On 7th April 2022, the Bishop of Exeter asked a question for short debate about levelling up in the south-west of England, in Grand Committee:
The Lord Bishop of Exeter: To ask Her Majesty’s Government what are their ‘levelling up’ plans for the South-West of England.
My Lords, I am privileged to serve a diocese in one of the most beautiful parts of England, except the picture postcard view of the region loved by tourists is only half the story. In keeping with most shire counties, the population is older than the national average. Dorset has the oldest population and Devon the second-oldest, with the average age in both counties set to rise significantly over the next 10 years, putting further strain on the NHS and our care services. However, the great thing about an older population, which became evident during the lockdown, is their resilience—they bring ballast and a honed wisdom to their communities. But this does not permit us to underestimate the logistical and economic challenge of sustaining an ageing population, particularly in coastal communities and remote rural areas.
I am proud of what the churches in our region are trying to do to improve people’s life chances. Initiatives such as Transforming Plymouth Together provided more than 126,000 meals for poor families in Plymouth in the eight months from February to October last year, and our Growing the Rural Church project is helping village churches become the weekday hub of their communities where all other public buildings have disappeared. I flag this up because, as we recover from the pandemic, we have a golden opportunity to forge coalitions of good will between national and local government, the private sector and voluntary agencies, including those of church and faith organisations, to secure the flourishing of the region.
I support the Government’s levelling-up strategy. However, the narrative accompanying it continues to focus on the north/south divide to the neglect of other regional inequities and the unacknowledged urban/rural fault line that runs through many of the Government’s policies. There are challenges within regions, not simply between regions. Rural poverty may not show up on government statistics because it is dispersed in small pockets but it is just as real as in parts of our inner cities.
The south-west has a number of reasonably sized conurbations, such as Bristol, Plymouth, Exeter, Swindon and Torbay, around which our hospitals and services constellate. Between them is a patchwork of market towns, villages and hamlets, served by a rail network that is vulnerable to the weather and poor public transport that disadvantages poorer residents and young people who wish to engage in educational and apprenticeship opportunities.
A fundamental question is whether the Government’s strategy for targeted interventions actually reaches into this rural hinterland to effect change. I support the Government’s aspiration to improve public services, but unless the current funding formulae for the allocation of national funds to local authorities and public service organisations are adjusted to take account of the additional cost of service delivery in remote rural areas, the inequity will not be addressed.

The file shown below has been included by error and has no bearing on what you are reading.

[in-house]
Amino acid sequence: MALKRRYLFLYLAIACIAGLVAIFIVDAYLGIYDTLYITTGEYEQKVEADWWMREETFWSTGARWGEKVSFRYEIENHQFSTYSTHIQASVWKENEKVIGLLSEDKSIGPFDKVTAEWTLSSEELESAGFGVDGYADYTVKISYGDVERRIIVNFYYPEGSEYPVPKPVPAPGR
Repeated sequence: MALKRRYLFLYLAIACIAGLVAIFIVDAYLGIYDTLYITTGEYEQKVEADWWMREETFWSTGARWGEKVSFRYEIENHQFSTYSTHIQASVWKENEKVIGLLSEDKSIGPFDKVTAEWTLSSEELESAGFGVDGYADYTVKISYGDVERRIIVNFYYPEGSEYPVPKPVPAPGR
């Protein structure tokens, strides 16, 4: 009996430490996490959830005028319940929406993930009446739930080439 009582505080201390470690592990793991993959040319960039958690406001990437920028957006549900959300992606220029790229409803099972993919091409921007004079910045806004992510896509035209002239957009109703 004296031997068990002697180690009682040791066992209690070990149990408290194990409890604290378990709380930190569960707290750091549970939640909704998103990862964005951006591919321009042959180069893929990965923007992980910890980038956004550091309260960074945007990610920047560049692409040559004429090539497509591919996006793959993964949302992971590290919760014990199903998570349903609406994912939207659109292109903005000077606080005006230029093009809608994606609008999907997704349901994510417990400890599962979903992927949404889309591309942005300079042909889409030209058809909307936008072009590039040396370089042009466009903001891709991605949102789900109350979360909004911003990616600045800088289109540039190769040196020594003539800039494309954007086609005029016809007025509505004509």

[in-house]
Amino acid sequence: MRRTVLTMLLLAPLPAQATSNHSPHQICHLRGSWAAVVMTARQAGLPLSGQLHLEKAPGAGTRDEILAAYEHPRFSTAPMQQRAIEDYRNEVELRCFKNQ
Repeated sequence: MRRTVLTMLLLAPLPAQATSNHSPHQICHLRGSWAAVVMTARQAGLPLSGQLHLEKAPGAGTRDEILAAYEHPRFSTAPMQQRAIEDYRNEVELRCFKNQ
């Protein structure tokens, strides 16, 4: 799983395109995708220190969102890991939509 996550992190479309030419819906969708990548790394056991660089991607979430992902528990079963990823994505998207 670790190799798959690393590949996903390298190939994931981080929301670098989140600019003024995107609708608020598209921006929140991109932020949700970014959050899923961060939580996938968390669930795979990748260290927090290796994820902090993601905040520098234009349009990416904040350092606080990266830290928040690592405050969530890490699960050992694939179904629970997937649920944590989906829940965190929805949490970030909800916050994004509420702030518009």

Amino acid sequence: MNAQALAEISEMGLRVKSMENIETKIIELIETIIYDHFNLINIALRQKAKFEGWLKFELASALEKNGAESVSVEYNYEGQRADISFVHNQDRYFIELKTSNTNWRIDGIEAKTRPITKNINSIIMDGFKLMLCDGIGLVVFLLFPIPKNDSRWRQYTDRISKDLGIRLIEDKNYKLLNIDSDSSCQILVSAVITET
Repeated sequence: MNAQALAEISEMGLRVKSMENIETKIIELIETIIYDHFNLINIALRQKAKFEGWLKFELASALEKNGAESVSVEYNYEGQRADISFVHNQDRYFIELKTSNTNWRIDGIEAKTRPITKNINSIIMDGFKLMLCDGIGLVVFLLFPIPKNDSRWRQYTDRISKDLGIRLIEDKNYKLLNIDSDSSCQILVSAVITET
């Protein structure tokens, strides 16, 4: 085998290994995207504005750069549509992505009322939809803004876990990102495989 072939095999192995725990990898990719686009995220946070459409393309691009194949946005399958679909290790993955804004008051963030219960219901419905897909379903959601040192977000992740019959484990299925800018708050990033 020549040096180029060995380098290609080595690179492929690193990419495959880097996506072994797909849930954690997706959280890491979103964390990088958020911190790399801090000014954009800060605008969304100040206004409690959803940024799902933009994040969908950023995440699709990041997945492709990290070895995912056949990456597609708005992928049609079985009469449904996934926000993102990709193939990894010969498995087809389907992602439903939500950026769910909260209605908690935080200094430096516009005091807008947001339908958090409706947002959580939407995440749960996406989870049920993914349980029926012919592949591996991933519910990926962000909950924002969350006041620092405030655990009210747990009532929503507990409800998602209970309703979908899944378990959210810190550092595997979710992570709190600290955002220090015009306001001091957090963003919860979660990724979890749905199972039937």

In the south-west we enjoy an honourable partnership with the Armed Forces and Brixham boasts the largest fishing fleet on the south coast, but, fundamentally, the region has a low-wage economy that is seasonal and heavily reliant on tourism. The challenge is to generate jobs that are worthwhile and invite investment.
We have cutting-edge research institutes, such as the Met Office, and universities of international stature that are the economic dynamos of our region. My question to the Minister is this: how can we enhance their capacity for innovation?
Beside economics, there are profound concerns around the vulnerability of coastal communities, rural sustainability and the patchy provision of medical services. The Chief Medical Officer observed last year, in his report on coastal communities such as Torbay, that some of the
“most beautiful … and historically important places in the country … have some of the worst health outcomes in England, with low life expectancy and high rates of … major diseases.”
I hope that other noble Lords will pick up on these concerns, but I will confine myself to four matters: farming, education, housing and connectivity. The south-west boasts some of the best farmland in England, and we need to strengthen its capacity for home food production. The loss of the wheat harvest in Ukraine shows how vulnerable we are to global markets. Farmers are anxious about the rise in the cost of fertiliser, the drop in domestic milk production, the phasing out of direct payments to farmers and the introduction of environmental land management schemes. If the south-west is to flourish, the legitimate concerns of farmers need to be addressed by the Government.
Secondly, many of us are concerned about low educational attainment and lament the poverty of aspiration among many young people. If young people in Devon, enticed by the buzz of London, have an aspiration, it is to get on the train in Exeter and get off at Paddington—whereas, if you are over 60, your aspiration is to get on the train at Paddington and get off at Exeter St David’s. We have to raise educational standards and expand young people’s horizons so that they attain their full potential. We need to ensure that there are opportunities for young people to stay and inspire future generations. With 134 Church schools in my diocese, we look forward to working with the Government to that end, following the publication of the White Paper on schools last week.